How nonprofits should manage email subscriptions
In support of nonprofit fundraising efforts, many organizations depend on email to reach out to prospective donors and those who have consistently contributed in the past. There is a variety of approaches nonprofit groups can adopt to make sure their email marketing strategy is on solid ground.
Getting new subscribers to an email list and managing contacts can be a challenge. Circumstances can arise in which subscribers delete their email account and forget to inform the organizations they’re involved with. On the other hand, the way a website is structured can make it difficult for individuals to become subscribers in the first place. It’s important to first see what the most efficient way to attract new subscribers is.
How to use the Web to find subscribers
A recent report by ExactTarget looked at the way nearly 400 digital marketers approach the effectiveness of their strategies for acquiring email subscribers. For online interactions, nonprofit organizations need to ensure their websites are set up with users in mind. In fact, 45 percent of marketers found sign-up requests correlated to specific sections of a website were effective, while roughly half – 52 percent – used this strategy.
For nonprofit organizations in particular, this is an essential resource. Most pages on a group’s website are tied directly with a specific project or campaign. If donors want more information, they should be able to easily sign up using their email address so they can receive more content related to the program that interests them. In addition to expanding an email contact list, these individuals are likely to be more engaged with the organization because they’re directly seeking out the nonprofit, instead of the other way around.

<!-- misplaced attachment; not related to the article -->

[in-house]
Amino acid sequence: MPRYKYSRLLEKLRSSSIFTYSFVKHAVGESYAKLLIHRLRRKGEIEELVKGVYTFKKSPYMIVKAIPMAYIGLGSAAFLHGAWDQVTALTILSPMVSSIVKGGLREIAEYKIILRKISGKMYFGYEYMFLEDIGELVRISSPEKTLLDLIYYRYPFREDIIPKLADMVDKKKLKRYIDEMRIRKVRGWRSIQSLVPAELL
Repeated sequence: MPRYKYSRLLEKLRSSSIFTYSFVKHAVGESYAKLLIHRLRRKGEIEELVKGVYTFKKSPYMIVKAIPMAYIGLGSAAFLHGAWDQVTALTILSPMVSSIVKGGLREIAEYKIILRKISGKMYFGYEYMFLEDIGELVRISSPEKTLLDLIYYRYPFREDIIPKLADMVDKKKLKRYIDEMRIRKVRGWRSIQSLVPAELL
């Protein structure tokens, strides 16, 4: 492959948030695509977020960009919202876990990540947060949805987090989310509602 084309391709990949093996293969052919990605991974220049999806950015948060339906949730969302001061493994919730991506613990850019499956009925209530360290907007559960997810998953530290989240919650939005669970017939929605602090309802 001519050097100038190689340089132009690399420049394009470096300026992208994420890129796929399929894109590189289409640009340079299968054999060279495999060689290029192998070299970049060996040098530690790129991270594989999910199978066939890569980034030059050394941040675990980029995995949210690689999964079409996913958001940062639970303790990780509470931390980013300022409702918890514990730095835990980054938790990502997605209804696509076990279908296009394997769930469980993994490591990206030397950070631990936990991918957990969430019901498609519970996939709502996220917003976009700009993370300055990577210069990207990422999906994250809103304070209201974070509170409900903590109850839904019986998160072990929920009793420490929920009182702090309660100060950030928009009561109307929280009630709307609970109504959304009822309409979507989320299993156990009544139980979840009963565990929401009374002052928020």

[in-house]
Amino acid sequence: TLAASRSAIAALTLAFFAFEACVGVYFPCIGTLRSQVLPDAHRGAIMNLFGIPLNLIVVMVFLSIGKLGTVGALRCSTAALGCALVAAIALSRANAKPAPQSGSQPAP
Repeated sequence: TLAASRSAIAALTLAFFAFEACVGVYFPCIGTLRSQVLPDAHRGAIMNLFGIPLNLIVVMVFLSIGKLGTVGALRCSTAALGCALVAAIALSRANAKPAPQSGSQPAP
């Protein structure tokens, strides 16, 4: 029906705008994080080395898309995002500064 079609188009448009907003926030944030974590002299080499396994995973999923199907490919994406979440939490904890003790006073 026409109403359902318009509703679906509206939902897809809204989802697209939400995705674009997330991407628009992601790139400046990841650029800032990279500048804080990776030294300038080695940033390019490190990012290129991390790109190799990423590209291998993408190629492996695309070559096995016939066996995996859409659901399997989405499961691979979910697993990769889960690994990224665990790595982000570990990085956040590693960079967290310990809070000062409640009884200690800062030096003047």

Another tool that charitable groups can use to get more email subscribers is social media. According to the ExactTarget study, 45 percent of marketers use Facebook to earn new email contacts, and 31 percent rate this tactic as effective. While this doesn’t hit the mark as well as specific website sign-up forms, nonprofit groups would be doing themselves a disservice by ignoring this resource for finding new contacts. A Facebook page works in tandem with an official website, but it functions better as a source for delivering content and information about particular fundraising drives.
Knowing when to hold on and let go
Once an organization has identified new subscribers, it has to think carefully about the way in which it engages donors to subscribe. Eddie Howard, senior product manager for the marketing software firm Vocus, explained on Direct Marketing News that enterprises should make it easier for users to unsubscribe to email lists. This manner of donor management can seem a bit counterintuitive, but there is logic behind the recommendation. Howard made the case that many organizations waste money and time on sending out emails to individuals who are uninterested. It’s not likely this person will respond or participate, no matter how many email appeals the organization sends.
As a result, organizations that make more prominent unsubscribe links in their messages will likely cut down on a lot of time and effort trying to convince someone who probably won’t become a donor. What’s more, it allows organizations to avoid having their communications marked as spam and be ignored forever. At the same time, nonprofit groups that identify which individuals are more engaged through email subscriptions can more effectively target them for future fundraising campaigns.
Organizations aren’t doing themselves any favors by hanging onto email subscribers who don’t want to be contacted. However, email remains one of the most effective means for contacting individuals and creating a community of donors. As a result, nonprofit groups should develop a strategy to manage the way they attract donors online, as well as monitor who is still reading.